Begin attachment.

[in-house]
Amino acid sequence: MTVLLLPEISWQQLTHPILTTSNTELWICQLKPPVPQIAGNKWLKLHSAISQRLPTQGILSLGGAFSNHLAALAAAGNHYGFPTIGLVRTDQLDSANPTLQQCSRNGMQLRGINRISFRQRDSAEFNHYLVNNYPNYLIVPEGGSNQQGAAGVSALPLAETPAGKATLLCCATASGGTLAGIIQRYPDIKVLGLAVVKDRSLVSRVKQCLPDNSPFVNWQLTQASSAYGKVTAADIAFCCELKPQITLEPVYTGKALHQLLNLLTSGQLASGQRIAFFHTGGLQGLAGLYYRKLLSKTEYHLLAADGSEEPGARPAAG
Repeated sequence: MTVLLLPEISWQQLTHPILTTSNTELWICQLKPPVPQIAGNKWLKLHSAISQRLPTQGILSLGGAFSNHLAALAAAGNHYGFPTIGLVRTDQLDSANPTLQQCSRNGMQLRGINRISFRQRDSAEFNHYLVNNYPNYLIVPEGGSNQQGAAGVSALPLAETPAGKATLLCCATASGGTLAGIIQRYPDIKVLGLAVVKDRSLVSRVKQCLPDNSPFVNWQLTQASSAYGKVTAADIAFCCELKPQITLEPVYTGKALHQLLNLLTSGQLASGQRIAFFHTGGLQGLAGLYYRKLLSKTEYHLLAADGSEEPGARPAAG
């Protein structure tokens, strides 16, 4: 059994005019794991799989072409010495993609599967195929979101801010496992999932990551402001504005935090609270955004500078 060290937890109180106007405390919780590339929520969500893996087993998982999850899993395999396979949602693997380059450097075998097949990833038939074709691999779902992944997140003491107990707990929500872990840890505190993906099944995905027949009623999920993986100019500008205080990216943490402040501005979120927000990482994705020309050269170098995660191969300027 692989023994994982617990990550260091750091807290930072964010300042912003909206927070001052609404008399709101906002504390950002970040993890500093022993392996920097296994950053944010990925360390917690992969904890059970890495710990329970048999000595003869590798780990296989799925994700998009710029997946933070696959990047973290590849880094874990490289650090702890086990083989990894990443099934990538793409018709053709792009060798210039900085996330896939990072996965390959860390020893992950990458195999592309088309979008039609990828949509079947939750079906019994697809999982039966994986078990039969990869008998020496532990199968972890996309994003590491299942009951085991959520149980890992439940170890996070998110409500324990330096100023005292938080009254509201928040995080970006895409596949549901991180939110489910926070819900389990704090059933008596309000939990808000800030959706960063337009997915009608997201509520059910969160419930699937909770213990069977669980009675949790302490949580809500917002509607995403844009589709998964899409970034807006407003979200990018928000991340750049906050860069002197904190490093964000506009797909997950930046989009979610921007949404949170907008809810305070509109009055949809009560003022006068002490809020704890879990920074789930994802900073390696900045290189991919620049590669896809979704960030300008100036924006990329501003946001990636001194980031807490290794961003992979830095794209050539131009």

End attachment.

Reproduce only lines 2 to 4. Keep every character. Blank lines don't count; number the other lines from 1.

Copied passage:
Amino acid sequence: MTVLLLPEISWQQLTHPILTTSNTELWICQLKPPVPQIAGNKWLKLHSAISQRLPTQGILSLGGAFSNHLAALAAAGNHYGFPTIGLVRTDQLDSANPTLQQCSRNGMQLRGINRISFRQRDSAEFNHYLVNNYPNYLIVPEGGSNQQGAAGVSALPLAETPAGKATLLCCATASGGTLAGIIQRYPDIKVLGLAVVKDRSLVSRVKQCLPDNSPFVNWQLTQASSAYGKVTAADIAFCCELKPQITLEPVYTGKALHQLLNLLTSGQLASGQRIAFFHTGGLQGLAGLYYRKLLSKTEYHLLAADGSEEPGARPAAG
Repeated sequence: MTVLLLPEISWQQLTHPILTTSNTELWICQLKPPVPQIAGNKWLKLHSAISQRLPTQGILSLGGAFSNHLAALAAAGNHYGFPTIGLVRTDQLDSANPTLQQCSRNGMQLRGINRISFRQRDSAEFNHYLVNNYPNYLIVPEGGSNQQGAAGVSALPLAETPAGKATLLCCATASGGTLAGIIQRYPDIKVLGLAVVKDRSLVSRVKQCLPDNSPFVNWQLTQASSAYGKVTAADIAFCCELKPQITLEPVYTGKALHQLLNLLTSGQLASGQRIAFFHTGGLQGLAGLYYRKLLSKTEYHLLAADGSEEPGARPAAG
């Protein structure tokens, strides 16, 4: 059994005019794991799989072409010495993609599967195929979101801010496992999932990551402001504005935090609270955004500078 060290937890109180106007405390919780590339929520969500893996087993998982999850899993395999396979949602693997380059450097075998097949990833038939074709691999779902992944997140003491107990707990929500872990840890505190993906099944995905027949009623999920993986100019500008205080990216943490402040501005979120927000990482994705020309050269170098995660191969300027 692989023994994982617990990550260091750091807290930072964010300042912003909206927070001052609404008399709101906002504390950002970040993890500093022993392996920097296994950053944010990925360390917690992969904890059970890495710990329970048999000595003869590798780990296989799925994700998009710029997946933070696959990047973290590849880094874990490289650090702890086990083989990894990443099934990538793409018709053709792009060798210039900085996330896939990072996965390959860390020893992950990458195999592309088309979008039609990828949509079947939750079906019994697809999982039966994986078990039969990869008998020496532990199968972890996309994003590491299942009951085991959520149980890992439940170890996070998110409500324990330096100023005292938080009254509201928040995080970006895409596949549901991180939110489910926070819900389990704090059933008596309000939990808000800030959706960063337009997915009608997201509520059910969160419930699937909770213990069977669980009675949790302490949580809500917002509607995403844009589709998964899409970034807006407003979200990018928000991340750049906050860069002197904190490093964000506009797909997950930046989009979610921007949404949170907008809810305070509109009055949809009560003022006068002490809020704890879990920074789930994802900073390696900045290189991919620049590669896809979704960030300008100036924006990329501003946001990636001194980031807490290794961003992979830095794209050539131009």